Yeah, 10 kW seems like a lot, but really isn't from an AC delivery standpoint. I've got a 200A service, and my house is fed from a 50 kVA transformer (which also feeds 3 neighbors), so there's plenty of capacity there. My cyclotron is within 20 feet of the service entrance and panel; it'd be pretty simple to put in a 50 or 60A breaker and run power to it with a high current cable and receptacle. Actually not quite that simple, since my panel is already full - would be really nice to have a lab subpanel, like Richard set up.

Add a used Sorensen 10 kW DC supply from ebay and single-phase to 3-phase converter (all the big DC supplies are 3 phase in), and I'm set (and set back $3K or so). Rolling my own constant current, programmable, 100V/100A DC supply would be a fun project too, but I've already got a year's worth of cyclotron upgrades ....

Michael, there are a couple of previous discussions here on permanent magnet cyclotrons:

Microcylotron: viewtopic.php?f=15&t=7236

A compact DIY cyclotron package solution: viewtopic.php?f=15&t=7189

Despite some very cool ideas there, I shied away from a permanent magnet design for a few reasons:

1. I figured it would be easier to get a traditional design working first. Once I got the easiest, most documented type of cyclotron working, I could consider tackling something untraditional.

2. Working with those super strong, very large (4" diameter or more) magnets seemed dangerous, and likely beyond my relatively poor mechanical skills. That's even considering the good practical advice Richard gave on exactly how to mount them in a yoke in the link above.

3. Really large NIB magnets are expensive.

4. You can't vary the magnetic field easily - this is a big one for me. You could operate at a fixed field strength and matching RF frequency, but I wanted graph beam vs. field strength to map out H+ and H2+ resonances, their harmonics, etc. You could mechanically move the poles to do that, but see #2

5. Like you said, you can't turn them off - at best, that would be pretty annoying. I didn't want to be continually annoyed by a project I'd be spending a lot of time with.

It would cost about $5K for someone to make a duplicate of my cyclotron magnet, starting from nothing.

That said, building a small permanent magnet cyclotron would be a really cool project. I've had visions of something with these features:

1. 3 or 4" diameter NIB magnets, or maybe a ring of smaller cylinders like in the 2nd link above.

2. Single custom pcb with electrometer, RF generator and amp, filament and bias supplies, etc. to eliminate rack of equipment. Some good info by Richard here: viewtopic.php?f=12&t=12062
on building your own electrometer - not that difficult. The other pieces are straightforward too.

3. tiny diffusion pump, along the lines described here viewtopic.php?f=10&t=4096 and here http://diyvacuumtubes.com/mini-diy-diff ... p-t12.html

That would definitely be fun to create - could even be a group project down the road.

Chris Mullins
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Re: Stainless steel pipe chamber

Post by Chris Mullins » Wed Apr 11, 2018 2:09 am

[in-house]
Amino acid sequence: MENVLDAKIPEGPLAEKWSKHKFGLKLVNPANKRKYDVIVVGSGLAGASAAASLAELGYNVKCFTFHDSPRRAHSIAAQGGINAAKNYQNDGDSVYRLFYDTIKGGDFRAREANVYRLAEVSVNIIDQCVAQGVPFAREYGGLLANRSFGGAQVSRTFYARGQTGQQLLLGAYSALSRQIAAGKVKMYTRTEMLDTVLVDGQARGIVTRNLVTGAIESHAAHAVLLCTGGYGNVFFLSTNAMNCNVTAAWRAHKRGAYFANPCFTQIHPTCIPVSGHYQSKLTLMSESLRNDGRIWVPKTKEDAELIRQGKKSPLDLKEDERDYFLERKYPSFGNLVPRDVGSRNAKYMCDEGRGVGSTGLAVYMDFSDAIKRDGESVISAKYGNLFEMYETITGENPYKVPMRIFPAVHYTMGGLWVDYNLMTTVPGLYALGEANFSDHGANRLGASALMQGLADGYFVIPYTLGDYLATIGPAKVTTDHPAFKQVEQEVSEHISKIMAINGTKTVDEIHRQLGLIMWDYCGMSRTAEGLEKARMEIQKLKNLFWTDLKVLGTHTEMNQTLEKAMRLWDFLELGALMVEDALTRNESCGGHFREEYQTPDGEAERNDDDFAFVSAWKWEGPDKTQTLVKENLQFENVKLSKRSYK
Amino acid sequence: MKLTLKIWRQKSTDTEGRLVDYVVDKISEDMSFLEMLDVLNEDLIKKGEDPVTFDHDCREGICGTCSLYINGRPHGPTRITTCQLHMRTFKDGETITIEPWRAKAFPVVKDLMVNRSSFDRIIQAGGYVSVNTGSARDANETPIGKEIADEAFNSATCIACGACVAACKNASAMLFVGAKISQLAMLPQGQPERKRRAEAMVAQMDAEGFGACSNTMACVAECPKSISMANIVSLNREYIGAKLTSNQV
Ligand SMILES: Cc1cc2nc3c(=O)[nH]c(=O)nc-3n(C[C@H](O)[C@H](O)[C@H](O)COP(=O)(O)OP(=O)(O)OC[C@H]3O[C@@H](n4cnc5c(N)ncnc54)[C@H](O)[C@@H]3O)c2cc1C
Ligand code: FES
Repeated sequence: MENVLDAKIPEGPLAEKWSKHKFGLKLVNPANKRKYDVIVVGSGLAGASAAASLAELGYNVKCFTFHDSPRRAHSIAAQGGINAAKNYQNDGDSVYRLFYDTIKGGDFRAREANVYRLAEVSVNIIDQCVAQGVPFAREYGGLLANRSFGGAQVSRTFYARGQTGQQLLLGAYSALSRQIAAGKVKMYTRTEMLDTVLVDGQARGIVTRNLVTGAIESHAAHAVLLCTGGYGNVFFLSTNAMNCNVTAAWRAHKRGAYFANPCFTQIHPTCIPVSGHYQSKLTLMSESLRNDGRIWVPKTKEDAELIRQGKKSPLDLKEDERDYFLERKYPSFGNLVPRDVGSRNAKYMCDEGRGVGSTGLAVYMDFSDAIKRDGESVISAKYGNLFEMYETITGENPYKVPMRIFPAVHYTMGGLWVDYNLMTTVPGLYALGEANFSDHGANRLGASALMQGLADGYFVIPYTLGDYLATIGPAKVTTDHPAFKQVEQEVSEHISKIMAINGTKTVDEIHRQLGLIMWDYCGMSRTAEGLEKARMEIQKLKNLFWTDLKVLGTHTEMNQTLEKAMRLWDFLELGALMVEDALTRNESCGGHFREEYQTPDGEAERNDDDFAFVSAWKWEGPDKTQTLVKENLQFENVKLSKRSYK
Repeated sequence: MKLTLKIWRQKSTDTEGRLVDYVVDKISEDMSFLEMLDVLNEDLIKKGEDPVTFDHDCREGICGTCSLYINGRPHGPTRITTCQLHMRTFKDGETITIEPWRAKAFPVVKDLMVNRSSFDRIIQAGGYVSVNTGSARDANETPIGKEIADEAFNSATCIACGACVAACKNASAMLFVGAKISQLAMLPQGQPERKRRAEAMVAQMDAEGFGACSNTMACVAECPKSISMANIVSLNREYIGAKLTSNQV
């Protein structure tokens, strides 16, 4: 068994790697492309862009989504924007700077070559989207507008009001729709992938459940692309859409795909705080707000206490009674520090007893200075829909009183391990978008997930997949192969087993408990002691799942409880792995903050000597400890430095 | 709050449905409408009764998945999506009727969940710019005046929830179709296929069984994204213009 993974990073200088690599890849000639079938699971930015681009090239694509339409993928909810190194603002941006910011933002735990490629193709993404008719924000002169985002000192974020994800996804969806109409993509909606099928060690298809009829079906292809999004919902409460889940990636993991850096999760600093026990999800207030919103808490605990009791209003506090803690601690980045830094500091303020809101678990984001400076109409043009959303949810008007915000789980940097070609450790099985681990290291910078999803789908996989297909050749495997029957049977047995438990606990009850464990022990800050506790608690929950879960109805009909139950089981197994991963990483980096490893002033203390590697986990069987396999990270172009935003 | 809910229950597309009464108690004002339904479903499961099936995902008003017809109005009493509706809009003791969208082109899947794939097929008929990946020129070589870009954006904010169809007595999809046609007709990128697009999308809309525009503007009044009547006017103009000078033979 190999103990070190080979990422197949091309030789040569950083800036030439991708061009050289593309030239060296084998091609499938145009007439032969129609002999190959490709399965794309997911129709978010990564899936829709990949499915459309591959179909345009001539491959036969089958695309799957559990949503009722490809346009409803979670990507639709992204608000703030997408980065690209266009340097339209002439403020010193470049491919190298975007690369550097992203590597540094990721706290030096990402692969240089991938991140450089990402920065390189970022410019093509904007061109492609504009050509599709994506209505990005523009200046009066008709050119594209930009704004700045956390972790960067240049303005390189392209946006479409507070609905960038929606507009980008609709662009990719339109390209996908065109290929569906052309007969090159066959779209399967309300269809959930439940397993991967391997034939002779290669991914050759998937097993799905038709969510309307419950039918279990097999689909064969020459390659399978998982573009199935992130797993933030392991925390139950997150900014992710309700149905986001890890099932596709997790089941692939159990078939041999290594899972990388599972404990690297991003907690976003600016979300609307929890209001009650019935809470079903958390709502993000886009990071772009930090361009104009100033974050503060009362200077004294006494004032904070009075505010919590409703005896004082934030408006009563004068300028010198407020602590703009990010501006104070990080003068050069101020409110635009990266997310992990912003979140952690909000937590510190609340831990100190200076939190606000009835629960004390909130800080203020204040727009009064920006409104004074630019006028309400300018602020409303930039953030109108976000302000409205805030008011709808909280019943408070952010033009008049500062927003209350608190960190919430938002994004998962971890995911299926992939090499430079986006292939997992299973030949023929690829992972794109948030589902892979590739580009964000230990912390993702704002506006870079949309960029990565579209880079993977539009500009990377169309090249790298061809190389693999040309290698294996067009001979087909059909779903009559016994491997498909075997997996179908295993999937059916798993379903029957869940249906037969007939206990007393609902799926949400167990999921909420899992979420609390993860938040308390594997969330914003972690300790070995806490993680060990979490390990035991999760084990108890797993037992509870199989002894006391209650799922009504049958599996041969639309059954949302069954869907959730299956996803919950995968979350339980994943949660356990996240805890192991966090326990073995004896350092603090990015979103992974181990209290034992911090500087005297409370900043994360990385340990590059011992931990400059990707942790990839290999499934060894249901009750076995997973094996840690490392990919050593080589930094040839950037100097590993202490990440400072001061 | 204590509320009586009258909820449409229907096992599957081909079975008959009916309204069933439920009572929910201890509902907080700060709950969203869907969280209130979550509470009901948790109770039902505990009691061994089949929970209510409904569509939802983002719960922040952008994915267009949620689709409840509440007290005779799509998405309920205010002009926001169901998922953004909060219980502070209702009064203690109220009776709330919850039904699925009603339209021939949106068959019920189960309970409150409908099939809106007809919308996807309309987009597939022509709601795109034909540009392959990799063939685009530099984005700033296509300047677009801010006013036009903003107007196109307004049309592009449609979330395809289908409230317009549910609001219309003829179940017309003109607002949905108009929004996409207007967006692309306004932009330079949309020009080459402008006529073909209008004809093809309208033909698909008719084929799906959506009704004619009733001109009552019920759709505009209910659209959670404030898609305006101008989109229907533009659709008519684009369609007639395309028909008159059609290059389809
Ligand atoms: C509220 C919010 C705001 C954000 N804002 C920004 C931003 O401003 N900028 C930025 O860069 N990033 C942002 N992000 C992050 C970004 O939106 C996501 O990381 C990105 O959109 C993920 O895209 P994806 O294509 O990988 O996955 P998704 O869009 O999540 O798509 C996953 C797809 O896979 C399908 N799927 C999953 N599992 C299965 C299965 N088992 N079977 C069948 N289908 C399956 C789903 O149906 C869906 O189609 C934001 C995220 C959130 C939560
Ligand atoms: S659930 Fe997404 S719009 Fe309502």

Michael,

Yeah, the other cyclotrons I studied all had a rigid support from the RF feedthrough to the dee. The existing dee and filament system were pretty much thrown together at the last minute; we'll likely end up scrapping that and starting over. Our machining skills are not good, that will be a bit of a challenge for us.

One idea I had to improve the vacuum was to use another 1 or 2 KF16 ports in parallel back to the pump. That would increase the conductance. There are at least two spare KF16 ports on the chamber now.

That's great advice on using tubes for the RF amp. As a (mostly former) ham, I'd heard of the legendary ruggedness of tubes, but never built a tube amp. I'll do some research on designs with the GU-5B - thanks for the suggestion!

Michael Bretti
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Re: Stainless steel pipe chamber

Post by Michael Bretti » Wed Apr 11, 2018 2:17 am

Chris,

Thanks a ton for the links! I didn't realize miniature permanent magnet cyclotrons have been explored here before! I will post the papers I found for permanent magnet cyclotrons, they might give others some new ideas for different ways of going about constructing them. I think a very small and optimized system would definitely be in a very affordable low budget range, considering these magnets are pretty cheap nowadays, and could still allow for a lot of experiments. I will definitely keep all of this in mind, and think that maybe I will consider building one after all once I get my main vacuum system running. I would be very interested in seeing if I could optimize a tiny cyclotron to pump up to 100keV protons out of as small of a system as possible. Man, so many awesome projects to cover and not nearly enough funds for everything!

You are also definitely right about paralleling your single diff pump using the spare ports to increase your conductance, that would help your pumping speeds and gas load handling ability a lot. Since you have a blank-off on the top of your diff pump adapter, it would not be too difficult to make a simple replacement aluminum plate adapter with several KF adapters vacuum-epoxied into bored holes like you did with the sides of the cyclotron chamber. That way, you could have several other hose connections coming out of your existing setup and increase your throughput with minimal investment.

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Re: Stainless steel pipe chamber

Post by Chris Mullins » Wed Apr 11, 2018 2:19 am

Scott,

Thanks for the offer, I'm sure I'll need some help when I begin modeling!

Tim's cyclotron pages were the initial inspiration for this project. Later I spent many hours scrutinizing all sorts of details from his images, reading the student papers, cyclotron operating manual, etc. I noticed it moved from the Rutgers domain to his own - I guess the cyclotron itself also moved?